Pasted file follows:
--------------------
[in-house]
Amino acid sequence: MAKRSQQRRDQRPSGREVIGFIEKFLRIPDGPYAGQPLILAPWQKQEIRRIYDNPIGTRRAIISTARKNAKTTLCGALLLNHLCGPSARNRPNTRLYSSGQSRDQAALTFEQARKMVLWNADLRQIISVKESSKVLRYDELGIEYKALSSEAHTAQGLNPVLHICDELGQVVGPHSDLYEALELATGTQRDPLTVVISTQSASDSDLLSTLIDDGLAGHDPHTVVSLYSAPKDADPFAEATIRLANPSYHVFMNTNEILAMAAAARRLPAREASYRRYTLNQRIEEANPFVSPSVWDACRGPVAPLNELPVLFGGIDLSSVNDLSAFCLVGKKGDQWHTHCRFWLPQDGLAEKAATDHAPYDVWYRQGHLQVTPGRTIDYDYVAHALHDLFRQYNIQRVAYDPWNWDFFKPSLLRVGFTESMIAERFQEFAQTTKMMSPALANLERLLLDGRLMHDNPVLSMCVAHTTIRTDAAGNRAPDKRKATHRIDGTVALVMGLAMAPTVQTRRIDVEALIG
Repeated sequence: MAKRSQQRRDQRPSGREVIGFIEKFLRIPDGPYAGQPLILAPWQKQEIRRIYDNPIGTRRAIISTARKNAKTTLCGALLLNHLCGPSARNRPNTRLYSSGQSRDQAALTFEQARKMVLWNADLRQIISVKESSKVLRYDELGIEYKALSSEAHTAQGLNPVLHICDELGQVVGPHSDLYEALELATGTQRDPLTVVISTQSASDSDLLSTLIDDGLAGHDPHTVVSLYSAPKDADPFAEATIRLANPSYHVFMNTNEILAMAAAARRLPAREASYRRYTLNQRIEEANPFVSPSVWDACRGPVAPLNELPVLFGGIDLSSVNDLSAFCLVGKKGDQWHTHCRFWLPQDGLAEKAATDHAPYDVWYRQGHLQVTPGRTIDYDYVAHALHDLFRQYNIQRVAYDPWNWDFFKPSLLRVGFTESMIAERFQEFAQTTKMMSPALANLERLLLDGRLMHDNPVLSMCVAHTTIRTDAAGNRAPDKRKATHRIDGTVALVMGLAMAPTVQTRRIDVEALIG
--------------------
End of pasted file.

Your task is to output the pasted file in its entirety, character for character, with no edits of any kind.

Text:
[in-house]
Amino acid sequence: MAKRSQQRRDQRPSGREVIGFIEKFLRIPDGPYAGQPLILAPWQKQEIRRIYDNPIGTRRAIISTARKNAKTTLCGALLLNHLCGPSARNRPNTRLYSSGQSRDQAALTFEQARKMVLWNADLRQIISVKESSKVLRYDELGIEYKALSSEAHTAQGLNPVLHICDELGQVVGPHSDLYEALELATGTQRDPLTVVISTQSASDSDLLSTLIDDGLAGHDPHTVVSLYSAPKDADPFAEATIRLANPSYHVFMNTNEILAMAAAARRLPAREASYRRYTLNQRIEEANPFVSPSVWDACRGPVAPLNELPVLFGGIDLSSVNDLSAFCLVGKKGDQWHTHCRFWLPQDGLAEKAATDHAPYDVWYRQGHLQVTPGRTIDYDYVAHALHDLFRQYNIQRVAYDPWNWDFFKPSLLRVGFTESMIAERFQEFAQTTKMMSPALANLERLLLDGRLMHDNPVLSMCVAHTTIRTDAAGNRAPDKRKATHRIDGTVALVMGLAMAPTVQTRRIDVEALIG
Repeated sequence: MAKRSQQRRDQRPSGREVIGFIEKFLRIPDGPYAGQPLILAPWQKQEIRRIYDNPIGTRRAIISTARKNAKTTLCGALLLNHLCGPSARNRPNTRLYSSGQSRDQAALTFEQARKMVLWNADLRQIISVKESSKVLRYDELGIEYKALSSEAHTAQGLNPVLHICDELGQVVGPHSDLYEALELATGTQRDPLTVVISTQSASDSDLLSTLIDDGLAGHDPHTVVSLYSAPKDADPFAEATIRLANPSYHVFMNTNEILAMAAAARRLPAREASYRRYTLNQRIEEANPFVSPSVWDACRGPVAPLNELPVLFGGIDLSSVNDLSAFCLVGKKGDQWHTHCRFWLPQDGLAEKAATDHAPYDVWYRQGHLQVTPGRTIDYDYVAHALHDLFRQYNIQRVAYDPWNWDFFKPSLLRVGFTESMIAERFQEFAQTTKMMSPALANLERLLLDGRLMHDNPVLSMCVAHTTIRTDAAGNRAPDKRKATHRIDGTVALVMGLAMAPTVQTRRIDVEALIG